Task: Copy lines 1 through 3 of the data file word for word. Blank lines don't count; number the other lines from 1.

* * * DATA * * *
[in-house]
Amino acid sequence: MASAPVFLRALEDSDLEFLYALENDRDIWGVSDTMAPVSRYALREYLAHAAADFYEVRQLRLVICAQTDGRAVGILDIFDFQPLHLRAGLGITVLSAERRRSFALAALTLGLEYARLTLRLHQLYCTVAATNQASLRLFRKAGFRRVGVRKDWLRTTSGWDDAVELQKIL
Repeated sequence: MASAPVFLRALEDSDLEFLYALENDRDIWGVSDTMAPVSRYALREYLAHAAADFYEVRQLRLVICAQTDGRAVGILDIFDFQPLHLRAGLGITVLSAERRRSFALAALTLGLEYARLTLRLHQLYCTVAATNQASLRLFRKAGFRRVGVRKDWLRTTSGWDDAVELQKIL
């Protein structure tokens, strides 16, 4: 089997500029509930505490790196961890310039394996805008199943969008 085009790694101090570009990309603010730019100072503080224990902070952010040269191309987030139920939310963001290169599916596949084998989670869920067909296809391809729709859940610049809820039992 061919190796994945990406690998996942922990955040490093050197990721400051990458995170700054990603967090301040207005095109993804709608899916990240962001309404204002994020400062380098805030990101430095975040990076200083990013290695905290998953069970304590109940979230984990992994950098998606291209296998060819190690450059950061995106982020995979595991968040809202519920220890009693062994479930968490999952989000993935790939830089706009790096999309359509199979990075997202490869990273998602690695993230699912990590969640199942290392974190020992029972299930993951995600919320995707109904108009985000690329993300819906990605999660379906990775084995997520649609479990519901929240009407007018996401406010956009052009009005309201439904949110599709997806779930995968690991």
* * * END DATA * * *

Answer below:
[in-house]
Amino acid sequence: MASAPVFLRALEDSDLEFLYALENDRDIWGVSDTMAPVSRYALREYLAHAAADFYEVRQLRLVICAQTDGRAVGILDIFDFQPLHLRAGLGITVLSAERRRSFALAALTLGLEYARLTLRLHQLYCTVAATNQASLRLFRKAGFRRVGVRKDWLRTTSGWDDAVELQKIL
Repeated sequence: MASAPVFLRALEDSDLEFLYALENDRDIWGVSDTMAPVSRYALREYLAHAAADFYEVRQLRLVICAQTDGRAVGILDIFDFQPLHLRAGLGITVLSAERRRSFALAALTLGLEYARLTLRLHQLYCTVAATNQASLRLFRKAGFRRVGVRKDWLRTTSGWDDAVELQKIL